Zip in trading halt ahead of capital raising

The AFR reported that Afterpay Touch rival and buy-now, pay-later provider Zip Co has gone into a trading halt before a capital raising announcement. Zip said in an ASX announcement that it would raise capital from "sophisticated and professional investors". Its shares last traded at $1.66 on Tuesday and will stay halted until Friday or when the proposed raising is completed. The credit card disrupter narrowed its net loss to $6.8 million for the six months ended December 31, from a $14.6 million loss a year earlier. Its revenue more than doubled to $34.2 million in the same period after signing up major retailers including Bunnings, Target and Officeworks. Unlike its competitor Afterpay, Zip's immediate focus remains on expanding in the Australian market.

Kathmandu in damage control after data breach

The AFR reported that outdoor clothing retailer Kathmandu is in damage control after discovering its online store was breached by unidentified parties and sensitive customer information may have been stolen. Kathmandu revealed the breach yesterday, saying it had recently become aware that an unidentified third party gained unauthorised access to Kathmandu's online platform for more than a month, between January 8 and February 12. Cyber attacks on major retailers are rare in Australia but are increasingly common overseas as new payment technologies transform the way people shop and provide new entry points for cybercriminals. We have repeatedly advised that cybersecurity needs to be at the core of loss prevention for modern-day retailers.

The lesson in Shoes of Prey's collapse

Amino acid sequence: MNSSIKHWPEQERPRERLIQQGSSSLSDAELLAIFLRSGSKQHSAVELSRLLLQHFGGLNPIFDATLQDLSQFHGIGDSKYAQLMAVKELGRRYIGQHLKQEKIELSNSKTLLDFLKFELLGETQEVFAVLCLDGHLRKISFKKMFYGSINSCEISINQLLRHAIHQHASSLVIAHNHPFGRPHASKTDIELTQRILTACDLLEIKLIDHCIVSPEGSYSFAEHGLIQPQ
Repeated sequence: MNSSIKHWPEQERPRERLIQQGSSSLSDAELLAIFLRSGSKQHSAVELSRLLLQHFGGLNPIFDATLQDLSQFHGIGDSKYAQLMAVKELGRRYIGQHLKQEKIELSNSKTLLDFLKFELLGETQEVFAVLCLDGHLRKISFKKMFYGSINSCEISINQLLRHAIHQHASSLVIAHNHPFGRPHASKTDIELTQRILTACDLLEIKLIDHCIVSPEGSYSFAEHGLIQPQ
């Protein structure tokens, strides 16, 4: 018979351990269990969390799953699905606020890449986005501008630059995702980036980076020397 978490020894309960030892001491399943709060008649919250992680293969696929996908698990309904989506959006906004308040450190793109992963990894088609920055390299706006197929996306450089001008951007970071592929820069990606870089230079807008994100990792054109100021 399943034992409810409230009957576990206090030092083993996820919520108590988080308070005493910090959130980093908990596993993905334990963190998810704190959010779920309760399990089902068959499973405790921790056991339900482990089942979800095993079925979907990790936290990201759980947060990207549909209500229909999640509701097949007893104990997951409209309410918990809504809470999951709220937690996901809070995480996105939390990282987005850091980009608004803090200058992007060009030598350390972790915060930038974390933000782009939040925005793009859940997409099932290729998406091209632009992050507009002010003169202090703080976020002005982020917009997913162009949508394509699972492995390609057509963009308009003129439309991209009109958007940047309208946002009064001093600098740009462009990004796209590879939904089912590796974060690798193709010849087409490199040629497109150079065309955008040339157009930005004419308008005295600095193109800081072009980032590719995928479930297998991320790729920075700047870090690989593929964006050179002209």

The AFR reported that Shoes of Prey co-founder Michael Fox says he has learned the hard way that shoppers have a subconscious desire to be shown what to buy, despite market research suggesting customers would be keen to create their own unique styles on the shoe retailer's website. Mr Fox conceded that mass-market customers would really rather buy exactly what celebrities and Instagram influencers were wearing rather than create their own shoe styles. The Shoes of Prey business model – delivering made-to-order shoes in just two weeks – was a financially, legally and ethically unsustainable business model. Customers who visited the retailer's website suffered "decision paralysis" when faced with the time-intensive task of producing their own shoes, which led to lower conversion rates, according to Mr Fox. The business also had high fixed costs but could not fall back on scale to break even because each shoe was custom designed. Shoes of Prey stopped trading in August last year while it explored options to raise more capital or sell the business.